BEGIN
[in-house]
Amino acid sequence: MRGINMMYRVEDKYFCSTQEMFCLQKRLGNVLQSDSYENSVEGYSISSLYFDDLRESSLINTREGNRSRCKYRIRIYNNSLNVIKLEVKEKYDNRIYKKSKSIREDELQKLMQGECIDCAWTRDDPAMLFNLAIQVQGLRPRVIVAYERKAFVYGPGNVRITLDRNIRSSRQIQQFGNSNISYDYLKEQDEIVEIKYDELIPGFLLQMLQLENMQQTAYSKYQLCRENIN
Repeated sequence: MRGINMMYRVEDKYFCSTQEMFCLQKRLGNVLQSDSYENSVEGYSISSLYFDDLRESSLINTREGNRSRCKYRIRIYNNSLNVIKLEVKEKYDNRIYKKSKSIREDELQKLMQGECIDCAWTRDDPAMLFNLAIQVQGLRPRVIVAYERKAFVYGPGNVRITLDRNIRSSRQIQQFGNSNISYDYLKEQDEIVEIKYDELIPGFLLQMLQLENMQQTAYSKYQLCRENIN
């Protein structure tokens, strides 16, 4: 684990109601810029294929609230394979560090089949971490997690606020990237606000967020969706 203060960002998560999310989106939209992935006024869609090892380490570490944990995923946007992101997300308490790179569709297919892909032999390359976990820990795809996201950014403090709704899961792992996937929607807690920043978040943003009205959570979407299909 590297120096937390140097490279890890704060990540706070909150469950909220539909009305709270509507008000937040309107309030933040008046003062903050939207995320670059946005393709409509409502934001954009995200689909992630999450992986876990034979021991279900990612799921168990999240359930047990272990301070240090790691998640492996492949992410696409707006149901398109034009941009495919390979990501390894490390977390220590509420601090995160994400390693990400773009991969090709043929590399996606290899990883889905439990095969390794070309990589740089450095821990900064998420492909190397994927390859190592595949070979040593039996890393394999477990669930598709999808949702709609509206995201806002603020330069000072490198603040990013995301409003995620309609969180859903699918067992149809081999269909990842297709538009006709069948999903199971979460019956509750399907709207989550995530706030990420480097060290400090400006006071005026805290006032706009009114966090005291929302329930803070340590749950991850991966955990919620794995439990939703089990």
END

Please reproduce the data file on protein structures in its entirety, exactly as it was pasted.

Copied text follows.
[in-house]
Amino acid sequence: MRGINMMYRVEDKYFCSTQEMFCLQKRLGNVLQSDSYENSVEGYSISSLYFDDLRESSLINTREGNRSRCKYRIRIYNNSLNVIKLEVKEKYDNRIYKKSKSIREDELQKLMQGECIDCAWTRDDPAMLFNLAIQVQGLRPRVIVAYERKAFVYGPGNVRITLDRNIRSSRQIQQFGNSNISYDYLKEQDEIVEIKYDELIPGFLLQMLQLENMQQTAYSKYQLCRENIN
Repeated sequence: MRGINMMYRVEDKYFCSTQEMFCLQKRLGNVLQSDSYENSVEGYSISSLYFDDLRESSLINTREGNRSRCKYRIRIYNNSLNVIKLEVKEKYDNRIYKKSKSIREDELQKLMQGECIDCAWTRDDPAMLFNLAIQVQGLRPRVIVAYERKAFVYGPGNVRITLDRNIRSSRQIQQFGNSNISYDYLKEQDEIVEIKYDELIPGFLLQMLQLENMQQTAYSKYQLCRENIN
């Protein structure tokens, strides 16, 4: 684990109601810029294929609230394979560090089949971490997690606020990237606000967020969706 203060960002998560999310989106939209992935006024869609090892380490570490944990995923946007992101997300308490790179569709297919892909032999390359976990820990795809996201950014403090709704899961792992996937929607807690920043978040943003009205959570979407299909 590297120096937390140097490279890890704060990540706070909150469950909220539909009305709270509507008000937040309107309030933040008046003062903050939207995320670059946005393709409509409502934001954009995200689909992630999450992986876990034979021991279900990612799921168990999240359930047990272990301070240090790691998640492996492949992410696409707006149901398109034009941009495919390979990501390894490390977390220590509420601090995160994400390693990400773009991969090709043929590399996606290899990883889905439990095969390794070309990589740089450095821990900064998420492909190397994927390859190592595949070979040593039996890393394999477990669930598709999808949702709609509206995201806002603020330069000072490198603040990013995301409003995620309609969180859903699918067992149809081999269909990842297709538009006709069948999903199971979460019956509750399907709207989550995530706030990420480097060290400090400006006071005026805290006032706009009114966090005291929302329930803070340590749950991850991966955990919620794995439990939703089990």